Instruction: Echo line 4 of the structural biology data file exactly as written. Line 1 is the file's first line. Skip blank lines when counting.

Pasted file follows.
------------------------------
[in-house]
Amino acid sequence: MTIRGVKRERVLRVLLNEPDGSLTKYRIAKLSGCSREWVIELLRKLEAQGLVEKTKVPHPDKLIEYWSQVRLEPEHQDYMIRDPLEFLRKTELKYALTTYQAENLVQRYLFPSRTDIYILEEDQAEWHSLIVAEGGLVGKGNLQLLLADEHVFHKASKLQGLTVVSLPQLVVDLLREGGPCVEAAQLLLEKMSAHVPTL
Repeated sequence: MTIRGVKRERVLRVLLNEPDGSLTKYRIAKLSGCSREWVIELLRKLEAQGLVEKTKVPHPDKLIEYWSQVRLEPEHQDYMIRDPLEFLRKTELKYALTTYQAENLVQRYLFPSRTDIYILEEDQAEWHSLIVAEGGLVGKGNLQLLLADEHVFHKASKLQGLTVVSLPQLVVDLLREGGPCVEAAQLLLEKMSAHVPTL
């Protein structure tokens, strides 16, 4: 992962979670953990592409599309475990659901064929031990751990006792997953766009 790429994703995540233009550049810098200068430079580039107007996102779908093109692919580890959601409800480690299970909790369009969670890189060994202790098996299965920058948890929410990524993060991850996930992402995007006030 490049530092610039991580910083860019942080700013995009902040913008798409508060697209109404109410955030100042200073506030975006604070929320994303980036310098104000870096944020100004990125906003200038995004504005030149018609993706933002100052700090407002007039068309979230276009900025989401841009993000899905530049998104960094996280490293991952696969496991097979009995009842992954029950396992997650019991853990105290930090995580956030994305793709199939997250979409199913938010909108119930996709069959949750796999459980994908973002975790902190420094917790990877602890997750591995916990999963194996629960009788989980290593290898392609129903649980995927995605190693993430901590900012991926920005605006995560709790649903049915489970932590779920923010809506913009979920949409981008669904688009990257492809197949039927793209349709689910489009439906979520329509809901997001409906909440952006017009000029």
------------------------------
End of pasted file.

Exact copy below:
């Protein structure tokens, strides 16, 4: 992962979670953990592409599309475990659901064929031990751990006792997953766009 790429994703995540233009550049810098200068430079580039107007996102779908093109692919580890959601409800480690299970909790369009969670890189060994202790098996299965920058948890929410990524993060991850996930992402995007006030 490049530092610039991580910083860019942080700013995009902040913008798409508060697209109404109410955030100042200073506030975006604070929320994303980036310098104000870096944020100004990125906003200038995004504005030149018609993706933002100052700090407002007039068309979230276009900025989401841009993000899905530049998104960094996280490293991952696969496991097979009995009842992954029950396992997650019991853990105290930090995580956030994305793709199939997250979409199913938010909108119930996709069959949750796999459980994908973002975790902190420094917790990877602890997750591995916990999963194996629960009788989980290593290898392609129903649980995927995605190693993430901590900012991926920005605006995560709790649903049915489970932590779920923010809506913009979920949409981008669904688009990257492809197949039927793209349709689910489009439906979520329509809901997001409906909440952006017009000029």